Capecitabine is an orally administered prodrug of the pyrimidine analog 5-flourouracil (5-FU), which is used frequently in the treatment of metastatic breast cancer. Capecitabine is enzymatically converted to 5-FU, and inhibits DNA synthesis within tumors, thereby slowing growth. Dihydropyrimidine dehydrogenase (DPD), an enzyme encoded by DPYD, is the rate-limiting step in pyrimidine catabolism and deactivates more than 80% of standard doses of 5-FU and the oral 5-FU prodrug capecitabine (). Up to 5% of the population lacks the DPD enzyme, and this has been associated with excess drug accumulation and toxicity (). Additionally, an estimated 3% to 5% of the population has sequence variations in DPYD, and these pharmacogenetic variants may be linked with 5-FU toxicity. Multiple DPYD variants have been identified, including well-known non-synonymous and splice site variations within the coding regions of the gene, and more novel variations within noncoding regions (), and their association with 5-FU toxicity has been replicated in multiple studies. Future metabolic profiling of patients and comprehensive genetic screening of DPYD has been proposed to further refine the understanding of relative contribution of individual DPYD variants to the risk of severe 5-FU-related toxicity ().
While variants in several genes encoding for tamoxifen metabolizing enzymes have been correlated with tamoxifen-associated outcomes (). Variable activity of the pertinent cytochrome P450 enzymes (CYP), brought about by genetic polymorphisms and drug interactions, may alter the balance of tamoxifen metabolites, thereby altering its effects. While there are several genes of interest in tamoxifen’s metabolism, the one that has generated the most press has been CYP2D6, which encodes the enzyme responsible for metabolism of N-desmethyl-tamoxifen to endoxifen. CYP2D6 is a polymorphic gene with more than 100 reported allelic variants, often due to SNPs (). Common allelic variants in this gene are associated with the extent of N-desmethyl-tamoxifen metabolism and subsequently with in vivo concentrations of endoxifen. This observation has led to the hypothesis that allelic variation may predict responsiveness to therapy with tamoxifen. This theory has generated great interest, studies and even practice changes over the last decade. In general, patients have been classified as extensive, intermediate or poor metabolizers based upon their CYP2D6 allelic variants.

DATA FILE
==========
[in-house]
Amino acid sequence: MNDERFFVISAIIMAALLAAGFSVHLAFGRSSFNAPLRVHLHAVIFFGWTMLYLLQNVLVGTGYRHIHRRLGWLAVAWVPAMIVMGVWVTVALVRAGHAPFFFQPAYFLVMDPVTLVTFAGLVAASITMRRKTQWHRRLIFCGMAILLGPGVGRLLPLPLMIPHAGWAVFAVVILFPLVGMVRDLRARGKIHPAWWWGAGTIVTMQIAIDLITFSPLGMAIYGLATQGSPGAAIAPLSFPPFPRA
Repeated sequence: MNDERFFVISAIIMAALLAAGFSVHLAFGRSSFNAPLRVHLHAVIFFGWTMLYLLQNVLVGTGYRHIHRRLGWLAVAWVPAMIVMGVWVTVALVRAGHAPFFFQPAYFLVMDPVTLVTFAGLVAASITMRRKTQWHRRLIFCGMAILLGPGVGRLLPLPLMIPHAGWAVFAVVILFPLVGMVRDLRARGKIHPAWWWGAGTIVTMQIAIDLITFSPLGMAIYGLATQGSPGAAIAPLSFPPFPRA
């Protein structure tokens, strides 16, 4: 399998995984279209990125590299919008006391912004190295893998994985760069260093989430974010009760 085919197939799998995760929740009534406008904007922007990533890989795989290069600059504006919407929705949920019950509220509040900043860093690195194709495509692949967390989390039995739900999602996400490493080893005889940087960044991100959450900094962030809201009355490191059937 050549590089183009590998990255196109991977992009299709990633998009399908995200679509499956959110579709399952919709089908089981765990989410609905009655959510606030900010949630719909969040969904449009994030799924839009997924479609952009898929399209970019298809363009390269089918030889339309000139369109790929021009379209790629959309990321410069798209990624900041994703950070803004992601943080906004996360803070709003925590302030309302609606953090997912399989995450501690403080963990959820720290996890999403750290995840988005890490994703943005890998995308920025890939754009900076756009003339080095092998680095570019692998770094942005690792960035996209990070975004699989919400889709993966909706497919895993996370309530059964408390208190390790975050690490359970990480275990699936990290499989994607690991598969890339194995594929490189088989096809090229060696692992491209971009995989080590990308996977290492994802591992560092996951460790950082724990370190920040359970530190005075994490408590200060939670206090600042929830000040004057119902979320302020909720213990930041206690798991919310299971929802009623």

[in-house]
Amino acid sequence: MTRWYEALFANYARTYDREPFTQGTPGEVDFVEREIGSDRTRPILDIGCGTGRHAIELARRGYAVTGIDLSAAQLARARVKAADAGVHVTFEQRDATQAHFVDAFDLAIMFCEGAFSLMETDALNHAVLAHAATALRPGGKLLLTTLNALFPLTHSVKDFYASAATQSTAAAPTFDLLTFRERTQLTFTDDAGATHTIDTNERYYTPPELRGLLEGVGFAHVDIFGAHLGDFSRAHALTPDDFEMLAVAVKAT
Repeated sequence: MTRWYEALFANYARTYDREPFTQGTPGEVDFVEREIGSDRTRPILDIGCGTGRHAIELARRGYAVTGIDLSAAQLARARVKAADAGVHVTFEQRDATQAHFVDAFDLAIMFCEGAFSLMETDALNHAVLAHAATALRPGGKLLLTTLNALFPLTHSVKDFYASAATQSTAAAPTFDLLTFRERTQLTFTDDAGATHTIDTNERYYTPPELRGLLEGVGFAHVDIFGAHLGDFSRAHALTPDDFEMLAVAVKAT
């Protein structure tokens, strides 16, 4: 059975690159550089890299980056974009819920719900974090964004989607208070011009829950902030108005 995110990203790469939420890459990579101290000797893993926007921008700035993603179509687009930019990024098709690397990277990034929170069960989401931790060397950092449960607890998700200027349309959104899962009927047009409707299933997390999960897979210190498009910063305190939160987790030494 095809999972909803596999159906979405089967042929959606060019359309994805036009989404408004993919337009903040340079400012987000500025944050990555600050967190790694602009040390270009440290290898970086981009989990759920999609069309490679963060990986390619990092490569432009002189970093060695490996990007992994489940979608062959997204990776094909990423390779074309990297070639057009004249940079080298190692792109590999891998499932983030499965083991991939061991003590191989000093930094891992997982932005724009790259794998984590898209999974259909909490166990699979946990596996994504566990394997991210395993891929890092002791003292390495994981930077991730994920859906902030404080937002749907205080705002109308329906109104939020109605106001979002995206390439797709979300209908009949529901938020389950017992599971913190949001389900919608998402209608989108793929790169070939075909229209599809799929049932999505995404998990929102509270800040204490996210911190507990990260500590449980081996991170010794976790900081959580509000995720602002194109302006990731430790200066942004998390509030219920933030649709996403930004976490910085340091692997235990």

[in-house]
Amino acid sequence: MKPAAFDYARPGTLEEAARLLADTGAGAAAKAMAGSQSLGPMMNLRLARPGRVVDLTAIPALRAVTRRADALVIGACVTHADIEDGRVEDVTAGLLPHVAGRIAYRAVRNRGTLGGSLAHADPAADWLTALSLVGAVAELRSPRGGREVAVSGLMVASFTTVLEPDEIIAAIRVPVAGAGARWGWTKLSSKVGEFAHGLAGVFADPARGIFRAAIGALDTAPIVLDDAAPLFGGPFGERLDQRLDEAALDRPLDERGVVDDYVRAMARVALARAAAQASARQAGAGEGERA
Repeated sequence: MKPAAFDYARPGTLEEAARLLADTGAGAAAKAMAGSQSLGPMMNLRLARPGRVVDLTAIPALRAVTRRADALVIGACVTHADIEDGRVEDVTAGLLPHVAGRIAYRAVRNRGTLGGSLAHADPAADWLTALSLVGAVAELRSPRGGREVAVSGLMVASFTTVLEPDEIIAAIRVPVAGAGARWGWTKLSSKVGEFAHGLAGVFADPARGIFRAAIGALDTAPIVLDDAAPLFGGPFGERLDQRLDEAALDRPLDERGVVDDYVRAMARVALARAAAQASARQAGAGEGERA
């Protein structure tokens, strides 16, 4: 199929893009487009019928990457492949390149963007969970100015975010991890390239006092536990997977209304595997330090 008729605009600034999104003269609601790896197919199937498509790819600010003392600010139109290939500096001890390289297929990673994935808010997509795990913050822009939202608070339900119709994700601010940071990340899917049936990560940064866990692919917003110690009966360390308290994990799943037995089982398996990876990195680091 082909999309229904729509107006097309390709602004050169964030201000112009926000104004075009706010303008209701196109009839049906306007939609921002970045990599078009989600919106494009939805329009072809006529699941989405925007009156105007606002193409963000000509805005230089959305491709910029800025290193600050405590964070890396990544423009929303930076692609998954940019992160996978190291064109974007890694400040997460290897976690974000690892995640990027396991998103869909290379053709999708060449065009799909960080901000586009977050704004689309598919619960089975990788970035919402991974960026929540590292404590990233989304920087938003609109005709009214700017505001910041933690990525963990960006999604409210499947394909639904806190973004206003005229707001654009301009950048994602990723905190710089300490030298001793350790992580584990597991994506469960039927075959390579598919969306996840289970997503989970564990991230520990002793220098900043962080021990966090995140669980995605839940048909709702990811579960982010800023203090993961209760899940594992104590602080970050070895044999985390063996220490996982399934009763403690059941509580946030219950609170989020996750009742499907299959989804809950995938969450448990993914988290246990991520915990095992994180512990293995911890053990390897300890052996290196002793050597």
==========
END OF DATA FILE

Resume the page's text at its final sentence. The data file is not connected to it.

The anthracyclines doxorubicin and epirubicin have been widely used in breast cancer treatment for several decades. This class of drugs inhibits topoisomerase II and thereby induces apoptosis of cells. Pharmacogenetic variations have been observed in genes encoding for anthracycline-metabolizing enzymes, drug transporters, and enzymes influencing oxidative stress and apoptosis (). Approximately 50% of infused doxorubicin is eliminated in its intact form. The metabolism of remainder of doxorubicin is complex and involves a variety of enzymes, principally aldoketoreductase (AKR1A1), carbonyl reductases (CBR1 and CBR3), NADH dehydrogenase (NQO1), and nitric oxide synthases (NOS1, NOS2 and NOS3).